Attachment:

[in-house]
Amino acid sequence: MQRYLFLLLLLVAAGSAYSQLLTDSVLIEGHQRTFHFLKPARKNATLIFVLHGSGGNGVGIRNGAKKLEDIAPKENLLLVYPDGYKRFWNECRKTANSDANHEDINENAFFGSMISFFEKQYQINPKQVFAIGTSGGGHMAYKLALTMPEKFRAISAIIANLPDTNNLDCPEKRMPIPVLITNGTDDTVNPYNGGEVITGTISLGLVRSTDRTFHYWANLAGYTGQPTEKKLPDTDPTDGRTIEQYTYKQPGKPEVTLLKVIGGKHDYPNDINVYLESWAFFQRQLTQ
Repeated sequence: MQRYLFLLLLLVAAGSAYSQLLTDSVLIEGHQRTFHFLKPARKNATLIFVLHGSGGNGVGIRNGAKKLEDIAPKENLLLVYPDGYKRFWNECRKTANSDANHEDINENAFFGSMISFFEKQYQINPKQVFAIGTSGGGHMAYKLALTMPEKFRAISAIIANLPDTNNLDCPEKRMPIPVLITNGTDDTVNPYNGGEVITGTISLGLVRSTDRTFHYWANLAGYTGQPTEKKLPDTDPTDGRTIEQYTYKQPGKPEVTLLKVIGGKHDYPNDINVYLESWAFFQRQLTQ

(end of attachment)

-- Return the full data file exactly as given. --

[in-house]
Amino acid sequence: MQRYLFLLLLLVAAGSAYSQLLTDSVLIEGHQRTFHFLKPARKNATLIFVLHGSGGNGVGIRNGAKKLEDIAPKENLLLVYPDGYKRFWNECRKTANSDANHEDINENAFFGSMISFFEKQYQINPKQVFAIGTSGGGHMAYKLALTMPEKFRAISAIIANLPDTNNLDCPEKRMPIPVLITNGTDDTVNPYNGGEVITGTISLGLVRSTDRTFHYWANLAGYTGQPTEKKLPDTDPTDGRTIEQYTYKQPGKPEVTLLKVIGGKHDYPNDINVYLESWAFFQRQLTQ
Repeated sequence: MQRYLFLLLLLVAAGSAYSQLLTDSVLIEGHQRTFHFLKPARKNATLIFVLHGSGGNGVGIRNGAKKLEDIAPKENLLLVYPDGYKRFWNECRKTANSDANHEDINENAFFGSMISFFEKQYQINPKQVFAIGTSGGGHMAYKLALTMPEKFRAISAIIANLPDTNNLDCPEKRMPIPVLITNGTDDTVNPYNGGEVITGTISLGLVRSTDRTFHYWANLAGYTGQPTEKKLPDTDPTDGRTIEQYTYKQPGKPEVTLLKVIGGKHDYPNDINVYLESWAFFQRQLTQ